Some recent performance profiling of a server application under load turned up an interesting gotcha in .Net's ConcurrentDictionary that I think is well- worth knowing about.
As you probably know, ConcurrentDictionary strives for performance in
concurrent environments by using more sophisticated locking strategies than
lock(this). Briefly, it has a lock per bucket, which means that
parallel writes are possible where the updates are in different buckets. A few
operations acquire all locks, which obviously is a source of contention, but
typically these are operations like Count and IsEmpty that shouldn't be called
frequently. Finally, and of most relevance to this post, it supports lock-free
reads which are the holy grail for high-concurrency. Except when it doesn't.
ConcurrentDictionary has two overloads of the GetOrAdd method, an atomic operation to get a value if it exists, or add it if not. In the case where the value does not exist, you can either provide the new value directly, or pass a factory delegate that ConcurrentDictionary will call if it needs the value. The Remarks section in the MSDN docs warns that the factory delegate will be called outside the lock, but otherwise the two overloads appear identical functionally - in particular that "read operations on the dictionary are performed in a lock-free manner".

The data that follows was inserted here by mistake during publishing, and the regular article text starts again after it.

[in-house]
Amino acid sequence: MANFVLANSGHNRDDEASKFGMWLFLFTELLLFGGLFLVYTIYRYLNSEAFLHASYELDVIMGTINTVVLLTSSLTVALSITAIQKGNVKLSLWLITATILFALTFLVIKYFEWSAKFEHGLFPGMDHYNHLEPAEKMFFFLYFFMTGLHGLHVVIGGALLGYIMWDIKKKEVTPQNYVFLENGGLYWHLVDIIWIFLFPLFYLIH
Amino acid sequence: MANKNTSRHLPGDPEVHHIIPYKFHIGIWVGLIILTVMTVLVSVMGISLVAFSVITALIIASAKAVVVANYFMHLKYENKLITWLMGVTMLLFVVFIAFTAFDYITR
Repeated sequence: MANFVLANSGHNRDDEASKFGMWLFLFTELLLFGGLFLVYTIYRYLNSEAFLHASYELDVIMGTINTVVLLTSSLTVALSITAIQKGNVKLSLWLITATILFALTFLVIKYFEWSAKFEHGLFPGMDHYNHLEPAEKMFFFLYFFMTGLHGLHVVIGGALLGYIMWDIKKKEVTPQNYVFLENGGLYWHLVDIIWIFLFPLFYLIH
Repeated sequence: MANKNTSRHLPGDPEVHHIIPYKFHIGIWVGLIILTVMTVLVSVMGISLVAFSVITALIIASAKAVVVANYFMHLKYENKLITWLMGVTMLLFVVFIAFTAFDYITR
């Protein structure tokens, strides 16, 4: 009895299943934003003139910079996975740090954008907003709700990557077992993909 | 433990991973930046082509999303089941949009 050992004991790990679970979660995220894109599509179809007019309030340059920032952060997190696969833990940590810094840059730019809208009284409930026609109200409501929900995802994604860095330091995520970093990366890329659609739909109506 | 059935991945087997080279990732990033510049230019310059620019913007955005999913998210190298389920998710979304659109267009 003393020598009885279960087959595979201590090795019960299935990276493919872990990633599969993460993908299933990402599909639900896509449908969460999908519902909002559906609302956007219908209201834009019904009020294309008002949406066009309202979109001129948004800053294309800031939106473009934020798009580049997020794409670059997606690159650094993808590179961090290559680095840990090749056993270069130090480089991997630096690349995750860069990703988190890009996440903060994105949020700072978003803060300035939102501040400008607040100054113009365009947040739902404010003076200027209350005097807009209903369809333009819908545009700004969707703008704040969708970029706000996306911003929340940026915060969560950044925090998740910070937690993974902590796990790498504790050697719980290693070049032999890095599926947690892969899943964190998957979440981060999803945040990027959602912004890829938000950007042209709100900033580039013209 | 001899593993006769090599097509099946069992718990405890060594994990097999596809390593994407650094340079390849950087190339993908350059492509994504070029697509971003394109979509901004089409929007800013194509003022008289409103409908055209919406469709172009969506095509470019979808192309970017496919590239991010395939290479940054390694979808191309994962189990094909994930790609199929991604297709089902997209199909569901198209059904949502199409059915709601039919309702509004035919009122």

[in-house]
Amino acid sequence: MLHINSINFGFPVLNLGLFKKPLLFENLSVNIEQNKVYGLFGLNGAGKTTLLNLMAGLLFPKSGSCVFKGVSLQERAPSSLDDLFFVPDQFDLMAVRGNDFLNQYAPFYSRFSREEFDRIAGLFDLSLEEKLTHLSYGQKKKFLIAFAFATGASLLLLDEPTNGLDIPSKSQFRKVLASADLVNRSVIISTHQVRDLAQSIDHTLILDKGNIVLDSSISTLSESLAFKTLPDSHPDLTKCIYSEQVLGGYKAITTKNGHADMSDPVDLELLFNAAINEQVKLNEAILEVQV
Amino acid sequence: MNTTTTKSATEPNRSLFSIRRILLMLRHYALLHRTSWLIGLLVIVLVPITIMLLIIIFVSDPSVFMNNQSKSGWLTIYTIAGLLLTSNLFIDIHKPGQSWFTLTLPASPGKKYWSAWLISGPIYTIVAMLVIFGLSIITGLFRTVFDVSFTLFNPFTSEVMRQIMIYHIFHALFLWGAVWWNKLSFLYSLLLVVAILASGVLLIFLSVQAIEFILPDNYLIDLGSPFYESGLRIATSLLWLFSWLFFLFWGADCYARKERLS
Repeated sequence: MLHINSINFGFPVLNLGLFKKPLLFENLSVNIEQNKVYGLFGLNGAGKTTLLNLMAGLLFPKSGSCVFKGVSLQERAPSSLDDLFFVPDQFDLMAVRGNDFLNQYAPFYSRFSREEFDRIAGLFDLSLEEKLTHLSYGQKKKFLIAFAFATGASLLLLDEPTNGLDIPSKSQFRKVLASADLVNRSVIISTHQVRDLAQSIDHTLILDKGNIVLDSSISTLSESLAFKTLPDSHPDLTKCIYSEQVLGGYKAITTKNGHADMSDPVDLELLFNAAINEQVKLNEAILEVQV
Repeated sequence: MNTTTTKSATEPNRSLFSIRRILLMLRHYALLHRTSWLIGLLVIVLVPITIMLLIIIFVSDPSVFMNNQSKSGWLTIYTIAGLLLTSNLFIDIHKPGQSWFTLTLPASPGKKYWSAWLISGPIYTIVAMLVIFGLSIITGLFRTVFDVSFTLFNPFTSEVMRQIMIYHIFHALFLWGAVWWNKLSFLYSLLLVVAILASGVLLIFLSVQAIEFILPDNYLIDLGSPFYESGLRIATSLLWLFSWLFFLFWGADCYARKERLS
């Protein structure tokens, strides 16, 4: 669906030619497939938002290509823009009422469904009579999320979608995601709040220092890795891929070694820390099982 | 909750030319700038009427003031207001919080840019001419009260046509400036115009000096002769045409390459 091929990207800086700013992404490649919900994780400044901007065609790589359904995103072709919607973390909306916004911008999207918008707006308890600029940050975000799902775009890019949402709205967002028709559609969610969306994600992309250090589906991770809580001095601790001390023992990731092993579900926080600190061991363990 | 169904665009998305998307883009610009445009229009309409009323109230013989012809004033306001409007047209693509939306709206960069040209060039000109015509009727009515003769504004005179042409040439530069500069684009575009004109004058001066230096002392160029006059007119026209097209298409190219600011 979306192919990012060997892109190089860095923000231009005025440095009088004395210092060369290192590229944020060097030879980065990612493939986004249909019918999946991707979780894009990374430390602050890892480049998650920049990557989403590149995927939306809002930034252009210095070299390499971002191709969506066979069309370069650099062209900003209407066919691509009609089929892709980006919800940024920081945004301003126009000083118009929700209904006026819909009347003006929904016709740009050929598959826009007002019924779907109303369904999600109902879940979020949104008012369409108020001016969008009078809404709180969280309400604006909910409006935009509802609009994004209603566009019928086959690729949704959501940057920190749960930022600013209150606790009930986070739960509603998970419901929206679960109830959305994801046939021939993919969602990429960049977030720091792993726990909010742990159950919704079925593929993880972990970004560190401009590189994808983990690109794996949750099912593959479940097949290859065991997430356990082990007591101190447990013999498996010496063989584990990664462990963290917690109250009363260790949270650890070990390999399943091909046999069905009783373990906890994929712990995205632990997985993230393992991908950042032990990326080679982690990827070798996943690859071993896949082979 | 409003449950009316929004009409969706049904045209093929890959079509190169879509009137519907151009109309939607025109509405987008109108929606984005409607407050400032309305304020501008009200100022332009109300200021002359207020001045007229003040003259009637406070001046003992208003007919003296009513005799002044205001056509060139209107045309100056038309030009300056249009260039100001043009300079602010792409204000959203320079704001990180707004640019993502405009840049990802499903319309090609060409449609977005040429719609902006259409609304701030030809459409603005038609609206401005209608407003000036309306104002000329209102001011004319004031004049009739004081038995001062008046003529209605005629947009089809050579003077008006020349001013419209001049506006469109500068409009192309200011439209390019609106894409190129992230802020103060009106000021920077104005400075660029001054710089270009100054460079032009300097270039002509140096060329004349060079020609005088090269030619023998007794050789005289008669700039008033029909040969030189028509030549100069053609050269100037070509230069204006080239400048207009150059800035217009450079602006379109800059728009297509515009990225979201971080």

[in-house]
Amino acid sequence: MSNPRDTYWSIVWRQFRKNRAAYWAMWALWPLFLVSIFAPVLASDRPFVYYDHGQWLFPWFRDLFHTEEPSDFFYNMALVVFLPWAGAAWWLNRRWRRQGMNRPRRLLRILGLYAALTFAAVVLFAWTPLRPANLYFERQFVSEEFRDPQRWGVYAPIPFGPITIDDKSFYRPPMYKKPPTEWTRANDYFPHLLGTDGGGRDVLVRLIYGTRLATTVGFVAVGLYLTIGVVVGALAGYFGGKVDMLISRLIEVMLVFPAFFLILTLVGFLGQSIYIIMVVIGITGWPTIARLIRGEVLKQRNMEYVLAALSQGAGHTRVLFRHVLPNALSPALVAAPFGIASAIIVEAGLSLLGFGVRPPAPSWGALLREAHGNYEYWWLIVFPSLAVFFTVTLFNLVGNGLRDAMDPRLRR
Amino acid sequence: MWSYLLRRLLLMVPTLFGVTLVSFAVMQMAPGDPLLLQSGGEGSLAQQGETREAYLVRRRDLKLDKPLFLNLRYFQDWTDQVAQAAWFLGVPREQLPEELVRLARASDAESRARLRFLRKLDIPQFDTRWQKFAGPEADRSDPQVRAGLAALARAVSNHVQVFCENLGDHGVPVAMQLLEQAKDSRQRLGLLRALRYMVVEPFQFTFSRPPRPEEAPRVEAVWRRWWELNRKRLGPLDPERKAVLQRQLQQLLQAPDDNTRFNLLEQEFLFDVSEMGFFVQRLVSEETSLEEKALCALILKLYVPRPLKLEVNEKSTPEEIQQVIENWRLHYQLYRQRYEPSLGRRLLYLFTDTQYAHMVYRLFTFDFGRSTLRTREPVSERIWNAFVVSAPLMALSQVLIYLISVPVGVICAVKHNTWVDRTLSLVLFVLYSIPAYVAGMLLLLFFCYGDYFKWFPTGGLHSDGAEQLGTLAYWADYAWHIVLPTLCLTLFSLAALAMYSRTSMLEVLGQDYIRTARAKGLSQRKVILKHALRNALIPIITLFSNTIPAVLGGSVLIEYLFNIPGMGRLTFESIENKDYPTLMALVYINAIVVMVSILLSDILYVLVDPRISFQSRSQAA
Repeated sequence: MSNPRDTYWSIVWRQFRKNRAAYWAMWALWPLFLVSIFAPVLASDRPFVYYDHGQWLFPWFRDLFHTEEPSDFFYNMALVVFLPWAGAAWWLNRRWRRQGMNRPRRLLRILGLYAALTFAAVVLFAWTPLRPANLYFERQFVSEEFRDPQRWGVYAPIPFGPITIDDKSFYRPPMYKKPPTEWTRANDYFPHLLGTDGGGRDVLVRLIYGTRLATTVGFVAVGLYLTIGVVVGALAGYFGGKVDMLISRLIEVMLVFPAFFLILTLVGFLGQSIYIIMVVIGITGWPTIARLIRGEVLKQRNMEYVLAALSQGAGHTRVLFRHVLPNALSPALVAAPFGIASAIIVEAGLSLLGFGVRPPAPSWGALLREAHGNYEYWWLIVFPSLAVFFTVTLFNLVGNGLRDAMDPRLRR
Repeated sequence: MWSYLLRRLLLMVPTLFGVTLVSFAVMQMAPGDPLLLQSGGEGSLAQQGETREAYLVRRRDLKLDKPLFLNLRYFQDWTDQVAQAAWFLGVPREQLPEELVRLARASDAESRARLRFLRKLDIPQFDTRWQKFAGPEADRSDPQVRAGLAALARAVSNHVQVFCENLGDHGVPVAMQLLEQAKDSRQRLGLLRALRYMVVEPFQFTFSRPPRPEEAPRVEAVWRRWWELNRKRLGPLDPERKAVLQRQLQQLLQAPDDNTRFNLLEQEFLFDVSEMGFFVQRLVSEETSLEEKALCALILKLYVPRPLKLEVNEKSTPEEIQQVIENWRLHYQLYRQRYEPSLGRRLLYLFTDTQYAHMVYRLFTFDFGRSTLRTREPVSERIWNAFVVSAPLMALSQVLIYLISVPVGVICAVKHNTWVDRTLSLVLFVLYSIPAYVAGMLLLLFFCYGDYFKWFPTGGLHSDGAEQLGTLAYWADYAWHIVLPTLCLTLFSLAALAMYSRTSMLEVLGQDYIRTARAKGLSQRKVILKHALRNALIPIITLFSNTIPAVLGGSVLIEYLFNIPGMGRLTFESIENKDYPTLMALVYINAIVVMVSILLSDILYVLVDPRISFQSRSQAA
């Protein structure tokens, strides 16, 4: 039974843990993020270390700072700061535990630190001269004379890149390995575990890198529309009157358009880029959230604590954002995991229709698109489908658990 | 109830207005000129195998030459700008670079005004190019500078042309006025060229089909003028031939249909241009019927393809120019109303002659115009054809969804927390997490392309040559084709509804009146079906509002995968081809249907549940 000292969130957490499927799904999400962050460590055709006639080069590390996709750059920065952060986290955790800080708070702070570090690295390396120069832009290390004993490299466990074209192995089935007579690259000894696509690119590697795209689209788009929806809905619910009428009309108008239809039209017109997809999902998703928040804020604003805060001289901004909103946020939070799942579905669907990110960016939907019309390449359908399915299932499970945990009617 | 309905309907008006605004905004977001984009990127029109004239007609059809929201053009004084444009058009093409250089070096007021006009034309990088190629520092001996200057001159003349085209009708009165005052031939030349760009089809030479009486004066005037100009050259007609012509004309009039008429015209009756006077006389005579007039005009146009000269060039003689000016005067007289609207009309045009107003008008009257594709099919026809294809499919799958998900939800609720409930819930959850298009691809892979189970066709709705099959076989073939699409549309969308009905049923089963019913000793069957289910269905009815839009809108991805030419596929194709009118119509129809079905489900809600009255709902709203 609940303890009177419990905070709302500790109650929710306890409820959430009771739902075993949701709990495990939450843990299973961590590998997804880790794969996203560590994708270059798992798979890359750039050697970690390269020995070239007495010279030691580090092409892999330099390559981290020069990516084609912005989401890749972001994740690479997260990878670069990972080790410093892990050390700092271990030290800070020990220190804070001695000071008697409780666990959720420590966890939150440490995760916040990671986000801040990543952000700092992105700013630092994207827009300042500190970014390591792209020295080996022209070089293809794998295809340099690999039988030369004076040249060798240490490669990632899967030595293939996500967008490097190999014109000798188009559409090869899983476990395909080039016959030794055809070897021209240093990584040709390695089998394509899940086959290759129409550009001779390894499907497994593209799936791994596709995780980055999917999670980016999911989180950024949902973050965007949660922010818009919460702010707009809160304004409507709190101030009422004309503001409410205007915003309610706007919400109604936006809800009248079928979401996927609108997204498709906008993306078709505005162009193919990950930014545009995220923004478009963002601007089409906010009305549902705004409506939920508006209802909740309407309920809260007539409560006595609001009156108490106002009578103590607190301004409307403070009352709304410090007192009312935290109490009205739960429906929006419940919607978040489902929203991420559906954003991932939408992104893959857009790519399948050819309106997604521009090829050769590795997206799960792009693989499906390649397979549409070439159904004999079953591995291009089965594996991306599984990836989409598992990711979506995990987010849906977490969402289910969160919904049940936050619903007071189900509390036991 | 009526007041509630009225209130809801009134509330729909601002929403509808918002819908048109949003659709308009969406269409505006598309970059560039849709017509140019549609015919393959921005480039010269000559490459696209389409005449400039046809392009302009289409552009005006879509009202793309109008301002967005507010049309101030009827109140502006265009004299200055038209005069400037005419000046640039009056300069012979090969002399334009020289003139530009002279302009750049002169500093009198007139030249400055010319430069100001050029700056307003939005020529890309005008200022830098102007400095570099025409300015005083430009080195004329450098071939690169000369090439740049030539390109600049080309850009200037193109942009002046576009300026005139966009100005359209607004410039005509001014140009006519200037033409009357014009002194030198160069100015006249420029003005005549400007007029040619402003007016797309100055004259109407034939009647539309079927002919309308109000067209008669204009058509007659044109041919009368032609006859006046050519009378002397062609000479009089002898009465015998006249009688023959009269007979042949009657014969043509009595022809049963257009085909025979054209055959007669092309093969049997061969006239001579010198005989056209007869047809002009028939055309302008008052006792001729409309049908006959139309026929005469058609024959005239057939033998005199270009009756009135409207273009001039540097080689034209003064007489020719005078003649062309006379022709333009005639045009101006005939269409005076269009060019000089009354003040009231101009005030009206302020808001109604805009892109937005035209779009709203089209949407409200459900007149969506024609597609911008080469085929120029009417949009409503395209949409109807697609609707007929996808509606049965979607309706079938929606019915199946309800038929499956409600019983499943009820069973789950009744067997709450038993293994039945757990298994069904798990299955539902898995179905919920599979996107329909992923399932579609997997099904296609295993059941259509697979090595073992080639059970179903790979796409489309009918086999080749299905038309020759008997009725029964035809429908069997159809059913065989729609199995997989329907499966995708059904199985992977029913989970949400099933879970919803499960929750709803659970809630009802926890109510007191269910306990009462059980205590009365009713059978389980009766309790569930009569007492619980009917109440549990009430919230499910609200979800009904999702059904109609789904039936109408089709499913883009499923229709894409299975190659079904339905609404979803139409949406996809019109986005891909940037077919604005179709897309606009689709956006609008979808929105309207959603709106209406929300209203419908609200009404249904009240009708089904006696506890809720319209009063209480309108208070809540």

This is not true, however, at least as of .Net 4.5. The factory delegate overload will call the lockless TryGetValue and only attempt to do an Add (thus acquiring a lock) if the read fails - this is sane and how I would expect it to be implemented. The non-delegate overload of GetOrAdd, however, does not call TryGetValue and will obtain the bucket lock before it attempts to read the key, meaning that it is no longer a lockless read!
If you have lots of threads attempting to read from a ConcurrentDictionary with a small number of keys, you'll get massive lock contention with this method. Frankly I think this should be considered a bug since in a highly- concurrent environment this is a fundamental difference in behaviour for two methods which should be near-identical.
I won't post any code here because I don't want to get into any licencing issues, but if you have Resharper or dotPeek you can easily decompile the framework and verify this behaviour yourself.
Update: Now that the code is open source, I've been able to fix this and get it merged. Hurrah for open source!